Sunday, July 26, 2009

dêti z havel 1. - moravian soul beat




dêti z havel (dyetyi zh havel - children (out) of Havel) the impetus for the title and compilation was a quote from Vaclav Havel's liner notes for Pulnoc's 1991 recording City of Hysteria, an unsuccessful attempt by Arista to break them in the US. Pulnoc was an offshoot of The Plastic People, looking back to their rockier roots ala Velvet Underground. These notes were actually written in 1984, which accounts for references which were already part of the past in 1991, but were and are still relevant, I think. Note: the original text was all lower case and I have maintained that here.

"the plastics live in prague. in czechoslovakia. in central europe. their spiritual home is this ethnically, culturally and historically diverse focus of european history. traditionally, this has been the first battleground and the first victim in struggles which begin as european struggles, and end up as something worldwide. it is a crossroads of both european ideas and european armies, the inevitable object of geopolitical interests and a target of modern weapons, impending dangers always seem to be felt here first, and more urgently than elsewhere. it is a great reservoir of differences and a great gene pool of ideas that emanate from it, ideas that are often bizarre and difficult to fathom and yet which sometimes prove to be surprisingly farsighted. prague - that "magical city" built on a medieval town plan - lies at the very centre of this central europe, and though from a distance it may seem no more than the artificially ornate capital of an artificially ornate soviet satellite, it breathes its own irrepressible breath, which is continually bursting to the surface, and imparting its own qualities to imported structures.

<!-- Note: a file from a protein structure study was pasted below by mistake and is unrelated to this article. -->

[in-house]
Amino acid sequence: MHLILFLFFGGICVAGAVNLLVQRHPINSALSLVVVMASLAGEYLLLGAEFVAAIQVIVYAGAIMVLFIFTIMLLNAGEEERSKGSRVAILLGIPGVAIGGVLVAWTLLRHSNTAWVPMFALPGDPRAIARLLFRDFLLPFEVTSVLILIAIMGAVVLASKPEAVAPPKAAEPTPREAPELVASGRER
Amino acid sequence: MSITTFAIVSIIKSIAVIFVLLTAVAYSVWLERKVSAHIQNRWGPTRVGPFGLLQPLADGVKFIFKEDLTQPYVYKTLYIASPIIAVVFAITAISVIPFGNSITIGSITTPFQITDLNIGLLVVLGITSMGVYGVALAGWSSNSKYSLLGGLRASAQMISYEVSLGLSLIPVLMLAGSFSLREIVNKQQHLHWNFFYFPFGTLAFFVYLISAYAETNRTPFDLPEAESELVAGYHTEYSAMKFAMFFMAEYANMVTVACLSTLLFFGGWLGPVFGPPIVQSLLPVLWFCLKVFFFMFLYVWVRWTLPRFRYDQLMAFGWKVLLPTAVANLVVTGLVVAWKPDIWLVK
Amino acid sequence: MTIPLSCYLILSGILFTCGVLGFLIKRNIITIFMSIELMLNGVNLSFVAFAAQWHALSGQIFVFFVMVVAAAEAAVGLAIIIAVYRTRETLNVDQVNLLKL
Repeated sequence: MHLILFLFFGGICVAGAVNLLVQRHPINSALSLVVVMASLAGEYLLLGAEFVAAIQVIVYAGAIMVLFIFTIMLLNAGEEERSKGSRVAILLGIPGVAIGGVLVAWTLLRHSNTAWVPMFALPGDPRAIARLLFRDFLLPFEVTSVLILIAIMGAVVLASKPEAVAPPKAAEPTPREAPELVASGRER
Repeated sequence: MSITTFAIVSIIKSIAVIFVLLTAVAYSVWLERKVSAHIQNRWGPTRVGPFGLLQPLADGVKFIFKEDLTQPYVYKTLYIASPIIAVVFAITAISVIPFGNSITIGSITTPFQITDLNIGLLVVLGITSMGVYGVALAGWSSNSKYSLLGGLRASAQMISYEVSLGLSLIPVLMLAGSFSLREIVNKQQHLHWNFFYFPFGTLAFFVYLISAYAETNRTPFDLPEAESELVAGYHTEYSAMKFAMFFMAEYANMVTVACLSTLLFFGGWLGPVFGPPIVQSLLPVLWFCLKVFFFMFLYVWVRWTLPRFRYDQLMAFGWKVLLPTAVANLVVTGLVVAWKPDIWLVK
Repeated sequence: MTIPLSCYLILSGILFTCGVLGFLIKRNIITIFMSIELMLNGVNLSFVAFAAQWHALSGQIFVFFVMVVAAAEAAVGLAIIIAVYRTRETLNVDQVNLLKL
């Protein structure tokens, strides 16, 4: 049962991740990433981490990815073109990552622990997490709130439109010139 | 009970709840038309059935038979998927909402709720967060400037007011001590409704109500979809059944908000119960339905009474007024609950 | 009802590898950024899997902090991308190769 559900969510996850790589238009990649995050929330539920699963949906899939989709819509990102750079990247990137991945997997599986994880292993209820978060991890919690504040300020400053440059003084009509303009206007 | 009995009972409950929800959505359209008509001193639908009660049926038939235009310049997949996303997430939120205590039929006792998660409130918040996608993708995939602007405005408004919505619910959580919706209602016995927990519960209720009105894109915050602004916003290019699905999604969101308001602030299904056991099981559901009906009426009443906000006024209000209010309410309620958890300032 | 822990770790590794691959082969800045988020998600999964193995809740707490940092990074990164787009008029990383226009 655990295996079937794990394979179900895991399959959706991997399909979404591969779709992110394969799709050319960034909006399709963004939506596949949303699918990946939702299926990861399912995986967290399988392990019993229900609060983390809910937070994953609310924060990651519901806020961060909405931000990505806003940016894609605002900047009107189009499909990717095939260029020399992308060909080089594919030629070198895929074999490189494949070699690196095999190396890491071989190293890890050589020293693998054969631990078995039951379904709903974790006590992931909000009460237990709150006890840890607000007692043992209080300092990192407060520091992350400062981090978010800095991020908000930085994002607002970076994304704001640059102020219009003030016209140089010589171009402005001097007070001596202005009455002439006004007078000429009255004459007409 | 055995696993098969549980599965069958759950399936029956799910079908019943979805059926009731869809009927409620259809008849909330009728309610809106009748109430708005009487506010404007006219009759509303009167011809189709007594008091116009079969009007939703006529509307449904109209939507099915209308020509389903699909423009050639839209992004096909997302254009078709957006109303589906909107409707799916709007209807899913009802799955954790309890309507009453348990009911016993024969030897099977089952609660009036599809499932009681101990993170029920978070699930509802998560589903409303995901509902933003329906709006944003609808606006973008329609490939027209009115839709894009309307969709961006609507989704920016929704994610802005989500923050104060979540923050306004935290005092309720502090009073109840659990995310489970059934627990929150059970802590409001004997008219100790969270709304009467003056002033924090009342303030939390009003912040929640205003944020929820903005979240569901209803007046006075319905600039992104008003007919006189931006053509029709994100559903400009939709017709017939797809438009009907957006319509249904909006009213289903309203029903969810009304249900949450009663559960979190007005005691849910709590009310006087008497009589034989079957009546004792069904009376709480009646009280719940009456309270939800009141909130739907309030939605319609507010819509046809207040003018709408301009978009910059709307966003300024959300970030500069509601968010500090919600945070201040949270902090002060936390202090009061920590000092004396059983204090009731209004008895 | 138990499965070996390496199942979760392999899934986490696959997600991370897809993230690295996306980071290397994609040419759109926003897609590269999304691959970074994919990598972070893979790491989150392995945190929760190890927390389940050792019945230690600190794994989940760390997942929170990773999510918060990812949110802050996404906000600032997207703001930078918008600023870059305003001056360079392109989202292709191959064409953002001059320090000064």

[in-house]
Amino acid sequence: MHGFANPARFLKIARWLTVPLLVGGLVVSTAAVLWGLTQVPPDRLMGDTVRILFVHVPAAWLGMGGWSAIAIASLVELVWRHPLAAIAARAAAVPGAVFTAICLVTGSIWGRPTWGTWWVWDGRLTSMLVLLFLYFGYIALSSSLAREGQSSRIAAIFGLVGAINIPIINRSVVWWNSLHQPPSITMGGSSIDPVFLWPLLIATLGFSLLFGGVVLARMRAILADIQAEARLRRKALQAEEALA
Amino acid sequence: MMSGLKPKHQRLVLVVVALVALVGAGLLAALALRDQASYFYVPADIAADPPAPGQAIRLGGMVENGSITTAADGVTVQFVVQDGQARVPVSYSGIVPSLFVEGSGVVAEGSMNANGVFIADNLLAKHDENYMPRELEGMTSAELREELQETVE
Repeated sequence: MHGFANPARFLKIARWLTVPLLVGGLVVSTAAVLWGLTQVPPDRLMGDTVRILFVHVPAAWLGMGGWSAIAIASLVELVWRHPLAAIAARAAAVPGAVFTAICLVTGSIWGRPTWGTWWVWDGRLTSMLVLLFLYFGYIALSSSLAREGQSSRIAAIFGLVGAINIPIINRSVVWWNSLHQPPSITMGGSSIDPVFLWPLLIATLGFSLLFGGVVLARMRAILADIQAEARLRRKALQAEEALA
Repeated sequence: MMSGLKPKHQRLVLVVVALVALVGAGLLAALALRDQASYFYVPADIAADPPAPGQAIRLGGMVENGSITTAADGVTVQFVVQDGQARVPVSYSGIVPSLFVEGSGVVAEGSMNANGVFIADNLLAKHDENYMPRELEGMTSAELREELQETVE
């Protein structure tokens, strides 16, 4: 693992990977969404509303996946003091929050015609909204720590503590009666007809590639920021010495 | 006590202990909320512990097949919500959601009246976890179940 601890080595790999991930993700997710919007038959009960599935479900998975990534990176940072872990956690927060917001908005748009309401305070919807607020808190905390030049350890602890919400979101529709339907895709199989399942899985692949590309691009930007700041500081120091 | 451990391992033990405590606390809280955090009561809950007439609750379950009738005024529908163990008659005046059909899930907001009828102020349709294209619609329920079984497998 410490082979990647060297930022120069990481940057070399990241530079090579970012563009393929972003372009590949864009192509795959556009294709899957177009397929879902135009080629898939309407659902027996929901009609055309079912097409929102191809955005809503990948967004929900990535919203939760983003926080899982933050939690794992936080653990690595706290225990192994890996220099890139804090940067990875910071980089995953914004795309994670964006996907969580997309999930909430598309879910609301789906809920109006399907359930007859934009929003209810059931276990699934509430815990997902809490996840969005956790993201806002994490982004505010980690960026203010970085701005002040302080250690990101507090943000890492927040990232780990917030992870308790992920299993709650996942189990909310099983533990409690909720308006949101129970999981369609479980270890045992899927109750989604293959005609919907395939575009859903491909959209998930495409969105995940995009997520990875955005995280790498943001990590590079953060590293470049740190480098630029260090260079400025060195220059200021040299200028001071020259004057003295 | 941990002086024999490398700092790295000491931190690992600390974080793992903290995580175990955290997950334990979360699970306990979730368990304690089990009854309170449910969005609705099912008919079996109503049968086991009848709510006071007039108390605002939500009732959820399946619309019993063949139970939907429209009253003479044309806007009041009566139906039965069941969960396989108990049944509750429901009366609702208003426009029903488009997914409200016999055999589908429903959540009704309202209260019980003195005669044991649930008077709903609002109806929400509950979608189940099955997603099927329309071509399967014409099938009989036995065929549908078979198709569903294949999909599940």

prague teenagers don't need to read meyrink, kafka, musil, hasek, klima or hrabal, and they don't need to listen to schoenberg or webern, they don't need to know much history - and still, they will be central european in their sensibilities, their black humor, their grotesque fantasy, their mistrust of inflated rhetoric, their feeling that a generalized threat hangs over them, and the defenses they adopt against it, as well as the disgust they feel with the world - these will always betray their origins.